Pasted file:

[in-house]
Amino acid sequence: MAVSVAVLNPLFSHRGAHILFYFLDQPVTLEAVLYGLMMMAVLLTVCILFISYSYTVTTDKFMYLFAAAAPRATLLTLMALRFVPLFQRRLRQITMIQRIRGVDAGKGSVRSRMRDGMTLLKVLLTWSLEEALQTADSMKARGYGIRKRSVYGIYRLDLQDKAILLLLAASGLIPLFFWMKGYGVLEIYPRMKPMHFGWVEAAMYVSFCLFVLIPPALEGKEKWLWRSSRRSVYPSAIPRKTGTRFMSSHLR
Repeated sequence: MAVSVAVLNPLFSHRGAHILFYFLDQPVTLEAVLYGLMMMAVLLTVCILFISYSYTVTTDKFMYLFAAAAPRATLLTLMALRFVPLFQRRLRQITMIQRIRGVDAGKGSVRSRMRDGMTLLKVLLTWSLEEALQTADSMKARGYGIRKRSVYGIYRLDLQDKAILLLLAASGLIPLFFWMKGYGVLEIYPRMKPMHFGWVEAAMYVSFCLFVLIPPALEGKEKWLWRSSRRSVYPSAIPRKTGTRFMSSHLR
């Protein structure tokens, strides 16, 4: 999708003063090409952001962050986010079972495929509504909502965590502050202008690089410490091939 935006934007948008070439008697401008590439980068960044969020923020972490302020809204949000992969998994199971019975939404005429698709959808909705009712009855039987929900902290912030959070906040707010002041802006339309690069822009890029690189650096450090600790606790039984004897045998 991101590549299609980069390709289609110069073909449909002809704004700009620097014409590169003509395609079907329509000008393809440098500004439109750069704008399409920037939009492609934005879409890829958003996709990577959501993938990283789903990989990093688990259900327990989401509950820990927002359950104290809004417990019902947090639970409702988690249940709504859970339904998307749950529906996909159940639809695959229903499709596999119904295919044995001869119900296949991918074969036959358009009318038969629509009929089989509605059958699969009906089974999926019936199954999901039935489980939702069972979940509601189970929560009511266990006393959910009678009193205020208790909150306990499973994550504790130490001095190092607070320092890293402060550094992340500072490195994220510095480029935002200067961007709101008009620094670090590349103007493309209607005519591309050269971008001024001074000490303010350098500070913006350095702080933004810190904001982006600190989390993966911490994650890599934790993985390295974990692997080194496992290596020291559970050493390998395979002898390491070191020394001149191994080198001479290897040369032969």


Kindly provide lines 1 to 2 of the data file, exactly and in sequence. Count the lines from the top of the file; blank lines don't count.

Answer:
[in-house]
Amino acid sequence: MAVSVAVLNPLFSHRGAHILFYFLDQPVTLEAVLYGLMMMAVLLTVCILFISYSYTVTTDKFMYLFAAAAPRATLLTLMALRFVPLFQRRLRQITMIQRIRGVDAGKGSVRSRMRDGMTLLKVLLTWSLEEALQTADSMKARGYGIRKRSVYGIYRLDLQDKAILLLLAASGLIPLFFWMKGYGVLEIYPRMKPMHFGWVEAAMYVSFCLFVLIPPALEGKEKWLWRSSRRSVYPSAIPRKTGTRFMSSHLR